5. https://www.livewritethrive.com/2019/05/27/4-key-ways-to-improve-tension-and-pacing-in-your-novel/ – 4 Key Ways to Improve Tension and Pacing in Your Novel: This article from C.S. Larken looks at how you can tell if scenes are dragging and have little tension and how you can speed up or slow down the pacing to bring about your desired effect. She talks about what not to do as well as what you should be doing with every scene.
  6. https://www.masterclass.com/articles/how-to-master-narrative-pacing – How to Master Narrative Pacing: 7 Tips to Help Pace Your Writing: This is a Masterclass article that will take you three minutes to read. It begins by explaining what is meant by narrative pacing and why pacing is important before listing 7 tips to help you master pacing in fiction. These tips include changing the order of events, using breathers, varying the length of your sentences, keeping characters moving during dialogue, and varying your narration. The final tip is to read your work aloud so that you can notice the rhythm and flow and see where pacing needs to be adjusted.
  7. https://www.novel-software.com/blog?article=cracking-the-pace-of-your-novel – Cracking the Pace of Your Novel: The final link for this week comes from The Novel Factory. It begins by explaining the two types of pace which are story pace and paragraph pace. Story pacing will include direct action and summary. The article also discusses changes of direction. There is a section on prose pacing which looks at description vs action, sentence length, and word use. All of these together can help you master the pacing in your story and ensure you keep readers engaged.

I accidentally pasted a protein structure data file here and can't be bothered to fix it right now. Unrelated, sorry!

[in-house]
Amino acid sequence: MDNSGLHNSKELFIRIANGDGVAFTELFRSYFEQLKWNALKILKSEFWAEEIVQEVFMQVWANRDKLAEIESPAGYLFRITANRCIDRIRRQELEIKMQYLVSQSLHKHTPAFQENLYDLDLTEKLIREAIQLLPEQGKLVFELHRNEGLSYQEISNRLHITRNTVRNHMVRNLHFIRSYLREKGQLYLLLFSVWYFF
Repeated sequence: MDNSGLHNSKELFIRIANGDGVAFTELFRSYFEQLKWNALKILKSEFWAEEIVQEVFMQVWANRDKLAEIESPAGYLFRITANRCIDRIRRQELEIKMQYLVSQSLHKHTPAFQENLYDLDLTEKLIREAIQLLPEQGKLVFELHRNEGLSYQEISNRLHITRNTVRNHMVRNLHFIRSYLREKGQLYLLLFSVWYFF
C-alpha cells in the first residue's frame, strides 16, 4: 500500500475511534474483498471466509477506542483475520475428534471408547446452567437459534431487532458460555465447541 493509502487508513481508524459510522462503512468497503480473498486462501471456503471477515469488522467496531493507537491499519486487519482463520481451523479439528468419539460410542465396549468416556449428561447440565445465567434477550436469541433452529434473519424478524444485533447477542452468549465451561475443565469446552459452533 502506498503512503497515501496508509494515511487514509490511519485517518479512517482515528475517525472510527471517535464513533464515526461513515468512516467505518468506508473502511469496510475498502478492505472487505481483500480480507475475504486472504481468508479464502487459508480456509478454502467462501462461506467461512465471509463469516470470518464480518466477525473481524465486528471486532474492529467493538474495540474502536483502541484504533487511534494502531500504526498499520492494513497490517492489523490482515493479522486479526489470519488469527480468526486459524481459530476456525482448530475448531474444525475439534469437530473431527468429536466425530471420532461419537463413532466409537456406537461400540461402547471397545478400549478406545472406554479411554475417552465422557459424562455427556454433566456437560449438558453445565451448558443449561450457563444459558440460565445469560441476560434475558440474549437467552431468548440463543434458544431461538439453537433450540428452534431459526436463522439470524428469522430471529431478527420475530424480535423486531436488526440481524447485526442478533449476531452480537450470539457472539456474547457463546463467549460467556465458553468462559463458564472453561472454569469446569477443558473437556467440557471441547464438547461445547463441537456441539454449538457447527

I hope you enjoyed the links today and have a better understanding of what pacing does and how you can ensure that the pacing in your novel is what you want it to be. If there is a topic that you would like to see covered, get in touch and I will see what I can do.

(c) Amanda J Evans

www.amandajevans.com, Facebook and Twitter: @amandajevans

About the author

Amanda J Evans is an award-winning Irish author of YA and Adult romance in paranormal and fantasy genres. Growing up with heroes like Luke Skywalker and Indiana Jones, her stories centre on good versus evil with a splice of love and magic thrown in too. Her books have all won awards and her latest novella, Hear Me Cry, won the Book of the Year Award at the Dublin Writers Conference 2018. Amanda has been featured in a number of poetry anthologies in 2017 and 2018 including A Bowl of Irish Stew, a charity anthology for Pieta House and her short story Moonlight Magic was included in the Owl Hollow Press Anthology, Under the Full Moon’s Light, published in October 2018. Amanda is currently polishing her novel, Winterland, which will be submitted to agents and publishers in 2019, and is also working on a Bronte inspired story for an anthology due for publication in 2020. Amanda is also the author of Surviving Suicide: A Memoir from Those Death Left Behind, published in 2012. You can find out more on her website www.amandajevans.com, Facebook and Twitter: @amandajevans